With the 2021 NFL season fast approaching, the South Florida Sun Sentinel takes a look at 10 storylines to watch for in a 10-part series ahead of the Miami Dolphins’ first day of training camp, which is set for Tuesday.
The signature dish on the menu during the Brian Flores era is the second-season development the Miami Dolphins witnessed from members of the 2019 NFL draft class.
Nearly half a dozen second-year players elevated the level of their performance last season, as Christian Wilkins, Andrew Van Ginkel, Myles Gaskin, Nik Needham and Preston Williams became more valuable contributors.
The Dolphins are banking on the 2020 draft class taking a similar step forward, but for Miami to exceed the 10-win season that was achieved last year and qualify for the playoffs Flores’ team needs this year’s rookie class to shine because many of them are going to be asked to play prominent roles immediately.
Jaylen Waddle, the sixth pick in the 2021 draft, must terrify defensive coordinators to the point schemes shift and play-calls get altered based on the receivers pre-snap movement.
A healthy Waddle needs to be a threat to score every time he touches the football, just like he was at the University of Alabama on a team that featured three other receivers selected in the first round during the past two draft cycles.
Jaelan Phillips, a former University of Miami standout the Dolphins selected with the 18th pick, needs to immediately be a pressure player, routinely, if not consistently winning battles against offensive tackles so he can hound quarterbacks with pressure, hits, and sacks.
A player like Phillips is exactly what Miami needed to put on the opposite side of Emmanuel Ogbah, and if he thrives the Dolphins could be looking at a double-digit level of sack production and might not have to rely on the team’s exotic pressure packages so much.
Phillips is a next-level player who Miami hopes will help improve its defense, just like Waddle is supposed to add bite to the offense.
But the most important rookie might be Liam Eichenberg, the team’s first of two 2021 second-round picks, who needs to become a pillar of granite at right tackle and serve as the protector for quarterback Tua Tagovailoa’s blindside.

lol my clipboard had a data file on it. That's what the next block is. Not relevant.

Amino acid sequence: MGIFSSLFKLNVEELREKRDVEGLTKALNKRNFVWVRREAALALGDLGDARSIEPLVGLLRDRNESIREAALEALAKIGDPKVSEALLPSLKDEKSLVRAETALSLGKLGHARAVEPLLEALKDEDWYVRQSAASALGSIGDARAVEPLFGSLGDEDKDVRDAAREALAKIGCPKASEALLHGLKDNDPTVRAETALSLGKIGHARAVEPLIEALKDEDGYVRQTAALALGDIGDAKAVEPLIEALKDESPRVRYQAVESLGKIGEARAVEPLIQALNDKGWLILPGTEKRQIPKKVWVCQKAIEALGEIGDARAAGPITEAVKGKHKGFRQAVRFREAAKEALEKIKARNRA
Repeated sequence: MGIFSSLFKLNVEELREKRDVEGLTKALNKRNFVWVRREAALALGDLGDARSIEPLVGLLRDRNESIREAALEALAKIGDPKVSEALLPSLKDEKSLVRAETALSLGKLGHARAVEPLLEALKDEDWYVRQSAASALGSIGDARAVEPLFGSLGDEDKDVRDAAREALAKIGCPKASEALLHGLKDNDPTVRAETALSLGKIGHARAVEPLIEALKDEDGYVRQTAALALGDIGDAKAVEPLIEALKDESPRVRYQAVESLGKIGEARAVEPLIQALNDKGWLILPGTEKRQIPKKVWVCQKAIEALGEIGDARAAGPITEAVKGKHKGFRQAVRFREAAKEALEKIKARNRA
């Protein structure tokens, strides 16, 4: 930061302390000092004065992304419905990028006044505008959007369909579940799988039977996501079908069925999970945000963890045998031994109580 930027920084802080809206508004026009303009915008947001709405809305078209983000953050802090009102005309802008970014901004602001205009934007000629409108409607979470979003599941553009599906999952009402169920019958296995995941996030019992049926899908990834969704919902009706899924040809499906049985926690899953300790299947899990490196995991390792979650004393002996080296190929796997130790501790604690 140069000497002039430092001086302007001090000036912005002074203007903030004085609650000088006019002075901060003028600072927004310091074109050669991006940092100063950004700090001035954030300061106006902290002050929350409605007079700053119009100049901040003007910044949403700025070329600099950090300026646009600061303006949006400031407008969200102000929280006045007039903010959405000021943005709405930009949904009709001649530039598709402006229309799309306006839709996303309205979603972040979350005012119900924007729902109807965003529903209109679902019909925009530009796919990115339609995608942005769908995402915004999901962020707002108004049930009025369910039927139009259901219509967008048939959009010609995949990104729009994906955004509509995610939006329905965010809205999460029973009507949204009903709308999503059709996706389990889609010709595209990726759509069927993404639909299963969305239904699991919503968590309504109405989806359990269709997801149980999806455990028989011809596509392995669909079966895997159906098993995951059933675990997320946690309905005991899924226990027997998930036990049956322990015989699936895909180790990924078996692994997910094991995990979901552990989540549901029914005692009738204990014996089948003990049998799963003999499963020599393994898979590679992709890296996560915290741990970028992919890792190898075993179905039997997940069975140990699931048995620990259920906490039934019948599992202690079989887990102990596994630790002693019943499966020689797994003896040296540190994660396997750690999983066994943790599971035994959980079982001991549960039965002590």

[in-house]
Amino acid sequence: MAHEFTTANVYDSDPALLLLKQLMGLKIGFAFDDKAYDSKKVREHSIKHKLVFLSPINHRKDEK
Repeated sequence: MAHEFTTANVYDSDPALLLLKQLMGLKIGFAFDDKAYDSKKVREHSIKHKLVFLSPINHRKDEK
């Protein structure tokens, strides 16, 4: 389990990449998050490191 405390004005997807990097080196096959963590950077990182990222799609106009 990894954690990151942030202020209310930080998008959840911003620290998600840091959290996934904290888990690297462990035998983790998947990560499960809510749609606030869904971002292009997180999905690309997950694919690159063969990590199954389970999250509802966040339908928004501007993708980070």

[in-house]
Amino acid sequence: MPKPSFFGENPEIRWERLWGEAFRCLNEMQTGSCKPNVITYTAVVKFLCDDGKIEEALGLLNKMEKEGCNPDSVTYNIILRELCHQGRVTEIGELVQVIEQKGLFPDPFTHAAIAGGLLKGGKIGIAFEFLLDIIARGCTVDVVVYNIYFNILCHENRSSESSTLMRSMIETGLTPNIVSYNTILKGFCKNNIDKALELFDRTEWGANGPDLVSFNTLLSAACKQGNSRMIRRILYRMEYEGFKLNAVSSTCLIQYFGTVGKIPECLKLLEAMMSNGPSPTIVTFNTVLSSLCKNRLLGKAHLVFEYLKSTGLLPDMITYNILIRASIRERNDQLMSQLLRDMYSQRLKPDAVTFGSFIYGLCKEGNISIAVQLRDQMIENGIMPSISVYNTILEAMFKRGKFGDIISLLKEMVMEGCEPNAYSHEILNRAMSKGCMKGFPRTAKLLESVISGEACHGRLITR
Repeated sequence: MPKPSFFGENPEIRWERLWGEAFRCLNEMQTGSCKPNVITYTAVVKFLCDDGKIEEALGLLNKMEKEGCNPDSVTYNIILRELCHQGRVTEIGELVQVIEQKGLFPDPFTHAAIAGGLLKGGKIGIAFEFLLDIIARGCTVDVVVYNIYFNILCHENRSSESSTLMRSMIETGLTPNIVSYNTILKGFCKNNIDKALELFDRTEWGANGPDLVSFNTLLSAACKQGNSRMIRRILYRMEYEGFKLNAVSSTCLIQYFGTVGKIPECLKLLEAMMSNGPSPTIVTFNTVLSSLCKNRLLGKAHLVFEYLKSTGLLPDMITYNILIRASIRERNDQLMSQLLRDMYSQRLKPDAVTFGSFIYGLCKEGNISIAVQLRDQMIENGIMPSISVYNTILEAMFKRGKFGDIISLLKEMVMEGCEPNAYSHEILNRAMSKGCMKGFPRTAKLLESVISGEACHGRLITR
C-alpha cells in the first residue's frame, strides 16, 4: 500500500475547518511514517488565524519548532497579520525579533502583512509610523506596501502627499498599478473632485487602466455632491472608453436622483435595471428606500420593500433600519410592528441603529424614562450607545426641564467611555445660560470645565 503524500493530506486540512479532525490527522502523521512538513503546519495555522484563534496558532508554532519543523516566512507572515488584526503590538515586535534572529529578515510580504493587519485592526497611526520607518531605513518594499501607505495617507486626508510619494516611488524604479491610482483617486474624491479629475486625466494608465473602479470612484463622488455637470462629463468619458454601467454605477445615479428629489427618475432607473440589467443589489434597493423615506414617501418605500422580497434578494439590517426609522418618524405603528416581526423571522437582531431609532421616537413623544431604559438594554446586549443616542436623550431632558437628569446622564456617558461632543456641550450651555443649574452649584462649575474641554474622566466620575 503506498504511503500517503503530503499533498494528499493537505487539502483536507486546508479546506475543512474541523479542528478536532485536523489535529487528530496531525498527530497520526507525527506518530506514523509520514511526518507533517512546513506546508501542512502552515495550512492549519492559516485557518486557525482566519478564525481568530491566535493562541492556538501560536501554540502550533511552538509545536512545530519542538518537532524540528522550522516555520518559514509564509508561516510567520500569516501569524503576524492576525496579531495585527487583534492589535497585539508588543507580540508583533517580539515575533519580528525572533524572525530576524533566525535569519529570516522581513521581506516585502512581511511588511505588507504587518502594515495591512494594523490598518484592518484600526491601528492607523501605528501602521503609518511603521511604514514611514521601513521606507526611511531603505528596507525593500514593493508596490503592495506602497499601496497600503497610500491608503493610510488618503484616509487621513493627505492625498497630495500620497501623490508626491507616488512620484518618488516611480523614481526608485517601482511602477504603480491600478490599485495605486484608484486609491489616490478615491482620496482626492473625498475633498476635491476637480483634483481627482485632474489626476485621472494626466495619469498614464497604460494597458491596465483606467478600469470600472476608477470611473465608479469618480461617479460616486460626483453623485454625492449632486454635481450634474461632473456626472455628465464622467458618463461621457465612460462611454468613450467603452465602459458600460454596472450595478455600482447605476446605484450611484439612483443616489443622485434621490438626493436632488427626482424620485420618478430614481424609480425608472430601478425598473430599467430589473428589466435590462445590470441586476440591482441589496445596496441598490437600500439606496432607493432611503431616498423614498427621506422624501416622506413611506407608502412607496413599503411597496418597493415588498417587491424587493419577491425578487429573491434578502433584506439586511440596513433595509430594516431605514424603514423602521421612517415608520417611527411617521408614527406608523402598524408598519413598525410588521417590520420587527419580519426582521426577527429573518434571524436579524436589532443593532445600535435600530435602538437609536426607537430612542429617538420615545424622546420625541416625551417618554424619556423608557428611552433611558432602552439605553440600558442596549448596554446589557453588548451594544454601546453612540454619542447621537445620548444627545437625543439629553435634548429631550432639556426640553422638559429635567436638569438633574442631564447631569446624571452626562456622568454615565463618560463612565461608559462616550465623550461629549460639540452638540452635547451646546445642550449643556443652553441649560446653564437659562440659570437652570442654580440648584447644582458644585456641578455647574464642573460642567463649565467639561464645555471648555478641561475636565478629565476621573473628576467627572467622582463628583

If Eichenberg is good, he’ll fortify Miami’s young and inexperienced offensive line. But if he’s not, the Dolphins will spend all season trying to patch leaks and those leaks could stunt Tagovailoa’s development.
Then there’s Jevon Holland, the safety Miami drafted in the second round, who needs to become the vocal leader of the secondary that Bobby McCain was.
Asking a rookie to step in and become the leader of an entire unit is a Herculean request, but Miami’s confidence in Holland was what motivated the decision-makers to make him the first safety selected in the 2021 draft, and to release McCain, a former team captain.
The hope is that Holland won’t just become a reliable leader and backend defender, but that he’ll provide the playmaking, turnover producing plays that McCain lacked.
That’s four rookies penciled in to play prominent roles that will likely dictate the outcome of the 2021 season.
If they play well, the Dolphins will likely be good.
It has been years, if not decades since a Dolphins draft class has entered a season with this level of expectations.
Not even last year’s deep rookie class possessed this many potential Day 1 starters. And that group ended up with six rookies playing prominent roles, if not starting, by the end of the season.
But most of them — Tagovailoa, Raekwon Davis, Robert Hunt, Solomon Kindley — weren’t ready to answer the bell as Day 1 starters or struggled for a significant portion of the season, which is expected for young players.
What makes us think the same won’t apply to this year’s rookies?
That’s why it is safe to wonder if Waddle, Phillips, Eichenberg and Holland are ready for what’s about to be put on their plate. And if not, how long will it take them to stop biting off more than they could chew?